All is calm. All is bright.

All I could think was that all of those children were still alive.

Sleep in heavenly peace.

For the first time since the war began, I wept.

The next day, the ceasefire ended.


During wartime, you cannot afford to wait for God to arrive.

So I searched for God already with us. I felt God when the bakers beneath our house handed my children warm bread. When my friend Hanadi carried a heavy pot of burbara through the checkpoint on the feast of St. Barbara so that she could share the dessert with her colleagues. God was in Sami, the tea seller who taught me the recipe for his tisane: infused mint and sage, cardamom, cinnamon, ginger, lemon, rose. God was in Suleiman, wiping down chairs on Star Street, already preparing the café he would open when the war was over.

I would walk to the Church of the Nativity to find teenage boys lighting candles before the icon of Mary, Our Lady of Miracles, before they continued to school.

People became gentler with one another. A soft hand on the shoulder. A message asking: How are you?

It was in those days that I became aware that the incarnation is a kindness. God breaking through the void to comfort us. Emmanuel, God with us, a with I now understood was not simply a word but a connection that carries the weight of the entire world.

God bridging the distance and saying: You are not alone. I would never ask you to live this by yourself. And it is precisely this that we are longing for in our lives, for God to reach out, over and over again, to keep reassuring us. And so God does.


When Italian workers restored the mosaics inside the Church of the Nativity in 2016, they discovered an angel, concealed beneath the plaster. Wings unfurled, the angel gestures in the direction of the manger as if to say: Come and see.

I’ve met many people in Bethlehem who point to the manger.

On Milk Grotto Road, I found Jack Giacaman carving nativity sets. His father’s family has lived in Bethlehem for 800 years, his grandfather an artisan who carved mother-of-pearl. Today, he continues his family’s legacy by working with olive wood, paying attention so that the scenes reveal Bethlehem, the infant Jesus born not in a stable but in a cave.

Jack Giacoman carves wood at his workshop on Milk Grotto Street (Photo by author)
Jack Giacoman carves wood at his workshop on Milk Grotto Street (Photo by author)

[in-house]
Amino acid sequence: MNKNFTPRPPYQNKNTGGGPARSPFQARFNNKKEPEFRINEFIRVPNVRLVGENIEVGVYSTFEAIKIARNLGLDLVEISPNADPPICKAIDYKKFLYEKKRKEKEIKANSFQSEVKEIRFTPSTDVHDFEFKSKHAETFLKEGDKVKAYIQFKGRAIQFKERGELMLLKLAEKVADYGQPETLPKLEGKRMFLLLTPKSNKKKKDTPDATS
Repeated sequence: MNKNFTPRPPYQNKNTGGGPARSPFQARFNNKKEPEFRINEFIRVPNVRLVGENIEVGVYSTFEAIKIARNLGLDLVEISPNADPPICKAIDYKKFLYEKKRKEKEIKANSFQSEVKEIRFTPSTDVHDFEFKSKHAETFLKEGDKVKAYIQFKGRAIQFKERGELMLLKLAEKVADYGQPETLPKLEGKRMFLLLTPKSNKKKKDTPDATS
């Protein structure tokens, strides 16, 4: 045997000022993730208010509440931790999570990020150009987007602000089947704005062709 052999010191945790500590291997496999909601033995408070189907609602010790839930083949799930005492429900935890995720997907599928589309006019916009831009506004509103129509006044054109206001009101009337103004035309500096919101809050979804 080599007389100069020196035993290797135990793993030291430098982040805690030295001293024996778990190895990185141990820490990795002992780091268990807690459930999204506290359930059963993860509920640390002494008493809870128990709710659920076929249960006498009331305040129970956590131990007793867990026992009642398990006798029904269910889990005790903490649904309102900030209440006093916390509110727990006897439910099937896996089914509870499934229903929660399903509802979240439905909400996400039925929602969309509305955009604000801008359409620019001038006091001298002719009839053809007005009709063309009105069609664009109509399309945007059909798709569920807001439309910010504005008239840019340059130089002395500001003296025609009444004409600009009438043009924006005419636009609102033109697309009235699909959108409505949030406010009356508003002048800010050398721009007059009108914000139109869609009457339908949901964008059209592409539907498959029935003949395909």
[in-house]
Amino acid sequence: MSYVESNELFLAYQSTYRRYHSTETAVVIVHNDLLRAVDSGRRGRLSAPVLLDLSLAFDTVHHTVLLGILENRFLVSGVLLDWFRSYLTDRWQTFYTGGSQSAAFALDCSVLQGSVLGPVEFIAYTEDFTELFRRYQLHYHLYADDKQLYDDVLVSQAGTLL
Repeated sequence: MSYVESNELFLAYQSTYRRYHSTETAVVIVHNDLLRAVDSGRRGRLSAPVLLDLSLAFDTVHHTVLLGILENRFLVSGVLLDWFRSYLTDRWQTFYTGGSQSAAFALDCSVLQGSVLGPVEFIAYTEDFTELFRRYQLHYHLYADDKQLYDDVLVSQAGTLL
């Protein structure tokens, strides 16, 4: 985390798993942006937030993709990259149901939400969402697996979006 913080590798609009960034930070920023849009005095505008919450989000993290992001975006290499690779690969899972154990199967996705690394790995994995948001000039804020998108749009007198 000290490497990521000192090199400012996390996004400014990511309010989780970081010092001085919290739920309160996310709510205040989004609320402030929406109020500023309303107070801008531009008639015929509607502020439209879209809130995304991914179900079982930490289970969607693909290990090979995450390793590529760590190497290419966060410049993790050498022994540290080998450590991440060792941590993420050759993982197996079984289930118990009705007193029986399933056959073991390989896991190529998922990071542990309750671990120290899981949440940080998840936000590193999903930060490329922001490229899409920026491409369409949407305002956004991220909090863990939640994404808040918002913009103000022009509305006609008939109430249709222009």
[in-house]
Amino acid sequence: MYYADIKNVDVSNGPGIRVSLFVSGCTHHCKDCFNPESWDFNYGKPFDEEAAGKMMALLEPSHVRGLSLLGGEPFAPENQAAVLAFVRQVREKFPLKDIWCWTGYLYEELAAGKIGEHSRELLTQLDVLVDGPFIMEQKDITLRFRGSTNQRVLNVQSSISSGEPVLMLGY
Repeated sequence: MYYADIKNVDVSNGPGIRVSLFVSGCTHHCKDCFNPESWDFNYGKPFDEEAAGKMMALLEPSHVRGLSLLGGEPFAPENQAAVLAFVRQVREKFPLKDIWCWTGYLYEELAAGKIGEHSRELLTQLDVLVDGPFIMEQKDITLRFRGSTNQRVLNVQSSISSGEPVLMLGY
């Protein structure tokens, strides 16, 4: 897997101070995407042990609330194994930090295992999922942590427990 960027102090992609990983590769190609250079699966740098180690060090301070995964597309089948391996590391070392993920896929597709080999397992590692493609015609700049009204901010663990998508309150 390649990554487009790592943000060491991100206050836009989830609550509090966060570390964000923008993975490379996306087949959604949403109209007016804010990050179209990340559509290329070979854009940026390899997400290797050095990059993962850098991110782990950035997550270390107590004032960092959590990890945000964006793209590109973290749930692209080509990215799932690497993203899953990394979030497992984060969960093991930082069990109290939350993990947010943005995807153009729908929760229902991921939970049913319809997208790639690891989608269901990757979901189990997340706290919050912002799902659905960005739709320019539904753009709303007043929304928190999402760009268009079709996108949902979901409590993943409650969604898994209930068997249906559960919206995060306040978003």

“The olive wood of this region has a different grain, a different beauty than the olive wood that comes from other regions,” he told me. “If you gave me a piece of olive wood from Bethlehem I’ll know immediately that it’s from here. When you carve it, you taste the dust, and it even tastes different.”

He explained that carving is a form of prayer. In order to be a good carver, you must believe in the story you are creating.

“I’m proud that I’m from Bethlehem,” he told me. “It’s true that we have a lot of hardships, and war…. But Christmas gives us hope, that whenever the night will finish, there will be a day. So I stay. It will be a hard life, but I tell my daughters that there is a message to staying here, around the church where Jesus was born. I tell them: You are the first to give others the message of Jesus. There is a meaning to our lives.”

I asked him why carving olive wood matters. He paused before answering.

“Through our carving, we are teaching the stories of the Bible to small children,” he replied. “It’s not enough to simply read the story of the nativity. You have to be able to hold it in your hands.”


On December 16, The Latin Patriarchate of Jerusalem issued a statement that the Israeli military had killed two Christian women, Nahida Khalil Anton and Samar Kamal Anton, who were sheltering inside of the Catholic compound of the Holy Family Church in Gaza. All lives are equally precious, and as we mourn them we also grieve the thousands of others who have been killed in this war. As I finish this, less than a week before Christmas, hundreds of other Christians remain within the Holy Family compound, with little access to food and water and no other place to escape. The situation is critical.


A few weeks ago, my daughter heard her brothers discussing the Christmas truce, a series of unofficial ceasefires that took place over Christmas in Europe during the First World War. Soldiers from opposing sides briefly put down their weapons.

“Maybe Christmas will stop the war,” Carmel said at dinner.

I was touched by her innocence, that she still believed such miracles might happen.

But later, her words returned to me, like a prayer.

I cannot pretend to have the same faith as a child anymore. But I want to believe.

Yes, maybe Christmas will end the war. I am praying to God who entered into history and is entering history still. That when we arrive at the manger, it will not be to read a story. It will be to welcome the Prince of Peace, here and now.

A kindness. A tenderness.

A peace that we can finally hold in our hands.


For more from the author, listen to her interview on Jesuitical: